We’re heading into the dark, lonely and depraved depths of Winter. It makes me grimace at the sheer thought of it, but I keep reminding myself that it needn’t. Being well equipped and simply manning up should help you see your way into the icy waves. Here are a few things to keep in mind when the sets kick in and you’re heading out.

Get at least a five mm wetsuit and if you really want to be set up, get two suits (if you can afford it). That way, you always have one that’s dry and another ready to go. On those days when it’s going off and you surf more than once, you don’t want to put on a freezing cold suit when the air is little more than 5 degrees.

Another key is to have good boots and gloves. Find out which companies make the best ones geared toward the winter surfer. Either a five or seven mm round toe bootie. Split toes are good, but not in extreme conditions, your big toe will freeze off when it’s this cold. Some guys put Vaseline on their face to prevent windburn; others keep jugs of hot water in their car to dump down their suit or into their booties. Another good idea is to get a portable solar shower (you can get them at camping stores). Some folk even wear a neoprene ski mask under their hoods, so the only thing that’s directly exposed to the elements are the eyes.

As we all know Winter, particularly in the UK is  long, a bit depressing and seems like it’s never going to end.  I always think to myself ‘was it really this cold and dark last year?’. For some reason, the water feels so much harder and heavier at this time of year, you don’t penetrate it as easily when duckdiving with all that extra rubber. So plan on taking a little longer than usual to get out back. You also need to remain active in the water, don’t look at an icy paddle-out as a chore, think of it as an exercise to keep warm which will ultimately allow you the exhilaration of riding another wave. If you have to wait for the right wave, paddle around, just keep moving. We have an amazing ability to keep our bodies warm by burning our own energy source through exercise so you’ll be glad of all those peanut butter sandwiches and banana’s you ate in the van on the drive over to the beach.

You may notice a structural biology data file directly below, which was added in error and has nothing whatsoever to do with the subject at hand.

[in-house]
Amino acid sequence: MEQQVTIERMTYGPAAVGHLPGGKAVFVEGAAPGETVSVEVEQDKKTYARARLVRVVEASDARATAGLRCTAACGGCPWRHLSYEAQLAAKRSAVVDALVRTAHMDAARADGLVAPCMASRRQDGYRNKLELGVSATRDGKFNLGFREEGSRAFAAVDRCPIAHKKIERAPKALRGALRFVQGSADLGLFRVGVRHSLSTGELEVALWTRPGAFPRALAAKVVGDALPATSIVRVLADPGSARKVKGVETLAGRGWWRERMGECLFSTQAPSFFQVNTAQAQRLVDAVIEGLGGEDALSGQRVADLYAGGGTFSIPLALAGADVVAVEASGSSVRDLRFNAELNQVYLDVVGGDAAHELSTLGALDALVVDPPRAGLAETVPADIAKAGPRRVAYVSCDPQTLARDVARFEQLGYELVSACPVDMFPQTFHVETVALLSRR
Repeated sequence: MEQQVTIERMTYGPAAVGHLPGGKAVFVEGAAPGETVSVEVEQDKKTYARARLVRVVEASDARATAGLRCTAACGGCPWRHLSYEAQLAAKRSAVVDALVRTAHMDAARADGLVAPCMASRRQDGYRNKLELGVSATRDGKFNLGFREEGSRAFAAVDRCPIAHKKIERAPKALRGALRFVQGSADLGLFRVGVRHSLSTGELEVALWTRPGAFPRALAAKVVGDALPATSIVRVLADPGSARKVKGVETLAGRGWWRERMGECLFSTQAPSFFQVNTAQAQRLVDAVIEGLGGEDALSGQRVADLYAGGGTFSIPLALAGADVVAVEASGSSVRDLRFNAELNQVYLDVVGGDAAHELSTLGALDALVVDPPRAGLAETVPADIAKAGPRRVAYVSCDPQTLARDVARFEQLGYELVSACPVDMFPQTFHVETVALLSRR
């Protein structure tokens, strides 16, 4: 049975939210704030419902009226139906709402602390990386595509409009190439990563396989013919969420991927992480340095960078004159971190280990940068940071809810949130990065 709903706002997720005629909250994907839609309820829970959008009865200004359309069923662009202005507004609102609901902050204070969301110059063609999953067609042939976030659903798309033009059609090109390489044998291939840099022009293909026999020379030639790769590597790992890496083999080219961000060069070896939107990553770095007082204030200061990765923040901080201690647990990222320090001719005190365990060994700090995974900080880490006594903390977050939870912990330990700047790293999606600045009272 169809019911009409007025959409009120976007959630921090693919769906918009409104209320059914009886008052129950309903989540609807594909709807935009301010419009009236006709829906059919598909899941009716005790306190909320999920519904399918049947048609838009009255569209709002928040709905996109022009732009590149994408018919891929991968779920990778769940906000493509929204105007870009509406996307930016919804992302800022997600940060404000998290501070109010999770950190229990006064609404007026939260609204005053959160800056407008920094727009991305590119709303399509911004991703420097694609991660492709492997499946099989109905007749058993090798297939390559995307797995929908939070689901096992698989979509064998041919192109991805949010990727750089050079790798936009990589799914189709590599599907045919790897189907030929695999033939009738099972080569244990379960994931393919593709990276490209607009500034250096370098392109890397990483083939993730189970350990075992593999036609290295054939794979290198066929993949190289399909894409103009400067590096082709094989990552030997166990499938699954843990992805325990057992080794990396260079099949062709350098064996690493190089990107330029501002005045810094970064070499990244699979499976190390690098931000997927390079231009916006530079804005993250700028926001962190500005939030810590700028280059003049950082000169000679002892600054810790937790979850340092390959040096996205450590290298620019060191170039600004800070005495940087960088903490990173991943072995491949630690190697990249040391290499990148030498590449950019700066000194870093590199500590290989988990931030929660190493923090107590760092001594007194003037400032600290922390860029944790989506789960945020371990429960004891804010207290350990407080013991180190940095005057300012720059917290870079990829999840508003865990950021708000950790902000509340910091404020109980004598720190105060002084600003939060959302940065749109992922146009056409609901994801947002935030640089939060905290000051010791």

Never hit the beach without a thermos or two of something hot, dehydration makes it easier for hypothermia to develop, so drink up. Another good tip at any time of the year when surfing is to carry a phone with you, keep a bag on the beach within sight that contains a mobile phone. I was surfing at Rhossili in the Gower, South Wales a while ago and I suddenly realised that my friend was in trouble. Her board had hit her straight in the head after she’d popped up after a particularly huge wave and she was bleeding and confused and crawling out of the water. Luckily there was one other person on the beach who had a phone and I called the heli-ambulance which landed on the beach and whisked my friend off to the hospital. I later remember seeing her sitting iin the hospital cubicle covered in blood but smiling and I realised that if that bystander hadn’t had that phone, it could have been a very different story.

Finally, if you start feeling your internal temperature drop you must stop surfing. Involuntary teeth chattering or shivering are signs that your body has already become too cold. Even when mild hypothermia starts to set in, we begin to perform below capacity and can do something stupid. The sea is not the place to be when you have poor judgement. Surfing in the Winter is definitely more intimidating and dangerous than any other time of the year. Know your limits and always surf with a buddy.

Images: Cornish winter waves on January 20, 2011 in Polzeath, England. Getty Images / Matt Cardy

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